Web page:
In my city Madrid no body says “I feel like a fool or an idiot”……to say we have done something stupid or wrong …..NO, we don´t say that.
    Usually we say:
    I feel , or I have been a “gilipollas” doing that, or working so hard, or having this neighbour as a friend.

    This word may be sound badly to foreign hears or even to spaniards outside Madrid, as in fact it may be use as an insult also, but it is not an insult if we use it that way or say it in a friendly conversation to a chap of us….”don´t be a gil…. working so hard by so few money”.

    To us, spaniards, English is even more difficult to learn because we speak not so polite or formal among our family, friends or working fellows.
    So, we have to be always very careful about the rules of other ways of expressions not so natural as ours.

    Now in Spain there are living thousands of Latinoamericanos and in fact they speak more beautifully and polite than spaniards do.
    The reason of that? I don´t know really, but I like the form of their speaking more than ours. To me is much more nice and soft.

  15. Rubens says:

    Thank you so much for help in my english improvement. Keep up the great work.

  16. peter says:

    Dear Lucy ,

    About the last part,Learning English is not a mission impossible,at least for me. I did not find it that hard in comparison with other languages like
    Arabic, and French ,but I have to say that it took a lot out of me.It was worth it ,though. English is my second nature now. Believe me or not, it came to me first while communicating under pressure.(No garishness(figure of speech) intended)

  17. peter says:

    it comes to me first

    sorry for the typo

  18. Myself says:

    I feel like a totally different, unique and maybe a little strange person in al the world.

  19. umafu says:

    I am always enjoying ESL pod. Thank you so much Lucy, Jeff and all staffs.
    By the way, I thought “feel like” expression which means wanting to do something is always followed by “ing” form.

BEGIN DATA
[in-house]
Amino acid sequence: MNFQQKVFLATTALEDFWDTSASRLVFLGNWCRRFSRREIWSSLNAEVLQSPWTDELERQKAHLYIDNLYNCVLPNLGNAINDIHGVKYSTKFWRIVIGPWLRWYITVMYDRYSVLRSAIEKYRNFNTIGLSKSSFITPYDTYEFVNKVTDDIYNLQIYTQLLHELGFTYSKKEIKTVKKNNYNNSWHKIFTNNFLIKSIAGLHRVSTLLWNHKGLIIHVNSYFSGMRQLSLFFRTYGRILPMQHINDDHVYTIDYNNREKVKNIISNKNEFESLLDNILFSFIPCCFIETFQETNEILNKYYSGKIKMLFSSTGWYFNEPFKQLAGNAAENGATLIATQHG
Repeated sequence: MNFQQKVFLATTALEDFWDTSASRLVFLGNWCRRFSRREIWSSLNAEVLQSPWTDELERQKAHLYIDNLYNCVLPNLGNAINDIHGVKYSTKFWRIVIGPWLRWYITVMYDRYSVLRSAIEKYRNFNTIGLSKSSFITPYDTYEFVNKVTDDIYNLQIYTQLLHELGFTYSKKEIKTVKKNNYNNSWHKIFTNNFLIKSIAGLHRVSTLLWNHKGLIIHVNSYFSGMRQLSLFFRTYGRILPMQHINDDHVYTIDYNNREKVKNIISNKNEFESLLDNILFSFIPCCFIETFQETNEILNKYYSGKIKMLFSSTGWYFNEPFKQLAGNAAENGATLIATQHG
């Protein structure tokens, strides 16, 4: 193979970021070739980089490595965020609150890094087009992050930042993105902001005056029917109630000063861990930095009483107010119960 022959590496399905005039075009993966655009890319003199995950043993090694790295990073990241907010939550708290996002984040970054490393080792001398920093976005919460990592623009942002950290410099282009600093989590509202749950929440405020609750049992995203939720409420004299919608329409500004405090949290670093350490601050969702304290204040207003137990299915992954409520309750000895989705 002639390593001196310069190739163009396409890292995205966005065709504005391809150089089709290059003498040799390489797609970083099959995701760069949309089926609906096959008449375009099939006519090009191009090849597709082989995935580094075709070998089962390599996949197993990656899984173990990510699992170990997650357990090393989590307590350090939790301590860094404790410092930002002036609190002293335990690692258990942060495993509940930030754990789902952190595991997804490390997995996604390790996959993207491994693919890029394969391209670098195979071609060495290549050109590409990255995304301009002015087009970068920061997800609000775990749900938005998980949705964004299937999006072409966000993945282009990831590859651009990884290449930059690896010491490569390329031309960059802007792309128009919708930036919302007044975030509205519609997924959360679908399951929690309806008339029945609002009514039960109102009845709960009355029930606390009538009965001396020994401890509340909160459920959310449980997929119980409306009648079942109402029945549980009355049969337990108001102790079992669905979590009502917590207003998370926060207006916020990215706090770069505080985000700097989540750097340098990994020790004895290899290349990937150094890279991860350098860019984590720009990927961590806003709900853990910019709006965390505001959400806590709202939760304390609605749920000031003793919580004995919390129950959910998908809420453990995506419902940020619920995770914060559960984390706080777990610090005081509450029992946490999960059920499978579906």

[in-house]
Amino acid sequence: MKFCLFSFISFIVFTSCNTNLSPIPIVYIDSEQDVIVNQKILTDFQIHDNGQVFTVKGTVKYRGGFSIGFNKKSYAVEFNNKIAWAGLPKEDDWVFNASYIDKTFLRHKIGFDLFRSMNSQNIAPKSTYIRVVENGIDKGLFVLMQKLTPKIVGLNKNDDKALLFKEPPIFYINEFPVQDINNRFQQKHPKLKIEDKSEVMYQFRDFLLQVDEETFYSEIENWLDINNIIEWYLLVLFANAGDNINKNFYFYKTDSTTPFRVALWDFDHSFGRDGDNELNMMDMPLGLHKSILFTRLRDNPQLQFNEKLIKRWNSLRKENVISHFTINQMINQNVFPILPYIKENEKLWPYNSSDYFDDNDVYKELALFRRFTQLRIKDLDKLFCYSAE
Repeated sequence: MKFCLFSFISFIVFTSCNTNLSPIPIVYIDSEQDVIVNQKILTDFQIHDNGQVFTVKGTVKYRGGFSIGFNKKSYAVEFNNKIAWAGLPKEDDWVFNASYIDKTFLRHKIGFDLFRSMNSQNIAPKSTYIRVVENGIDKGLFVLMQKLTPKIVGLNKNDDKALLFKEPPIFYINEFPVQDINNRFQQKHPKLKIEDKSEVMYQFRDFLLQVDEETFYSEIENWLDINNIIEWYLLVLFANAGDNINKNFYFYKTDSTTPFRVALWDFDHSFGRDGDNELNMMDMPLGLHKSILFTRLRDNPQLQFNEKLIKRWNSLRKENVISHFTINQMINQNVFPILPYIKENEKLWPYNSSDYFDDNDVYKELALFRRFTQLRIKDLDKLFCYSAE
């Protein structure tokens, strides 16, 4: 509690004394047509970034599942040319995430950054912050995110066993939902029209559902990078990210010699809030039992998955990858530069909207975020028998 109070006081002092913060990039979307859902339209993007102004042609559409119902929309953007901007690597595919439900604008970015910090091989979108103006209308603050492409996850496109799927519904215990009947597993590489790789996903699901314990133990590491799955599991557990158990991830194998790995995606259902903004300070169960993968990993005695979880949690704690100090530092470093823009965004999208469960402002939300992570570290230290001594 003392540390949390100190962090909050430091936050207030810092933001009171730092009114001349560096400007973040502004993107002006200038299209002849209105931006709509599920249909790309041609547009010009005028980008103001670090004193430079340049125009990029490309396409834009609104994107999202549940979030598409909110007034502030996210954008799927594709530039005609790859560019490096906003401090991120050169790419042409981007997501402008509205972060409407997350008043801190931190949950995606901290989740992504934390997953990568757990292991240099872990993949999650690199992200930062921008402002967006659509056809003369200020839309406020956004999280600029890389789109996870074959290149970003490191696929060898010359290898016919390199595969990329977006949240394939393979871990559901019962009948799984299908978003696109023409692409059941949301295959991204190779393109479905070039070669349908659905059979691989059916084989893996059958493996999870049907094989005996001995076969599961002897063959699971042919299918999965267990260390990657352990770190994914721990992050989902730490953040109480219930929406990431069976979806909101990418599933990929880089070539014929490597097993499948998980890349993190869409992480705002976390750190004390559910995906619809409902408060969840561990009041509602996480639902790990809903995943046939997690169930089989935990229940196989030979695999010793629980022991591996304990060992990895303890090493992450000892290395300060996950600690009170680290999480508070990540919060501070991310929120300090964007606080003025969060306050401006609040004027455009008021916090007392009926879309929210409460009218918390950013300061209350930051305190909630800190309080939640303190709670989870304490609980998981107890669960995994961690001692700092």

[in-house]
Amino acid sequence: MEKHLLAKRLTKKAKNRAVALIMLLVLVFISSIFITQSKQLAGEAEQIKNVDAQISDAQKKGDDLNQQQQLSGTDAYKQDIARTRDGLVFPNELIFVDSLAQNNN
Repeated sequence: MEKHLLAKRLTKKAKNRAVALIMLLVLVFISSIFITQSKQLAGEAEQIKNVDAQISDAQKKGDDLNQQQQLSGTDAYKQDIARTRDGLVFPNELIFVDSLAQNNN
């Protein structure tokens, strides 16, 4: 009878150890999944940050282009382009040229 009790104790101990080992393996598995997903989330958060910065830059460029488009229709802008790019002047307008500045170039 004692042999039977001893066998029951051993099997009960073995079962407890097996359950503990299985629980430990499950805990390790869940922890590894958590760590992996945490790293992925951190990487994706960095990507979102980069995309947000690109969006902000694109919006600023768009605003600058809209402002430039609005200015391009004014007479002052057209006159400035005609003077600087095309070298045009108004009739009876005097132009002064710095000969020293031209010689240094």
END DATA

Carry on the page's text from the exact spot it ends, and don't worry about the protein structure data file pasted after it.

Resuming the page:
Is this correct?

  20. kobe.Su says:

    Thanks LUCY and Lilin
    I didnt know the meaning for feel like of wanting to do sth until you point it out with this Blog“thanks a lot.
    i feel like staying at ESL for more intersting topics.

    ESL feels like a big family for all of us, welcome home to all friends~“`
    kobe in China

  21. heinzeric says:

    Thanks Lucy for your detailed explanation. One additional question, please: what means the headline of the song of Fiction Factory “Feels Like Heaven” exactly? Feels (=emotions) like I’m the heaven, or feels like I’m in heaven (similar to an adjectiv)?

  22. Dr. Lucy Tse says:

    umafu says: By the way, I thought “feel like” expression which means wanting to do something is always followed by “ing” form. Is this correct?
    – No, “feels like” does not always have to be followed by the -ing form. These pairs of sentences mean the same thing: “I feel like having chicken for dinner.” + “I feel like chicken for dinner.”; “We feel like swimming.” + “We feel like a swim.”

    heinzeric: One additional question, please: what means the headline of the song of Fiction Factory “Feels Like Heaven” exactly? Feels (=emotions) like I’m the heaven, or feels like I’m in heaven (similar to an adjectiv)?
    – It means that it feels like heaven, or as though you’re in heaven. In other words, it feels very, very good, like it’s the best possible feeling.

  23. Vania says:

    My dear Lucy, I have been getting good results at English Language. Today, I am much better than in the past. For sure, I’m grateful for the great job that you are doing for the foreigner students. Every day, I feel like listening to your explanation and all good scripts that most times I’m related to them, and making me laugh. Thanks for giving the chance to learn a little more about your culture and about you language. I also wanted to tell that I love when I learn a bit more about american authors, and enjoying here, I would like to ask you to talk more often about them.
    Sincerally thankful, Vania from Brazil.

  24. heinzeric says:

    Dr. Lucy Tse Says: It means that it feels like heaven, or as though you’re in heaven. In other words, it feels very, very good, like it’s the best possible feeling.
    – I though so as well, but do you know the lyrics? If I’ve got translate it right, rather it should called: Feels like Hell.

  25. Leehg says:

    Yes, I’ve experienced the feeling of wanting to bang my head against the floor cos I didn’t know how to express my ideas. I knew it would hurt seriously so I bang my head against my pillow instead haha

  26. Linda Mirano says:

    Thank you so much for another great article. Where else could anyone get that sort of information in such a perfect way of writing? I’m having a presentation next week, and I am on the look for such information.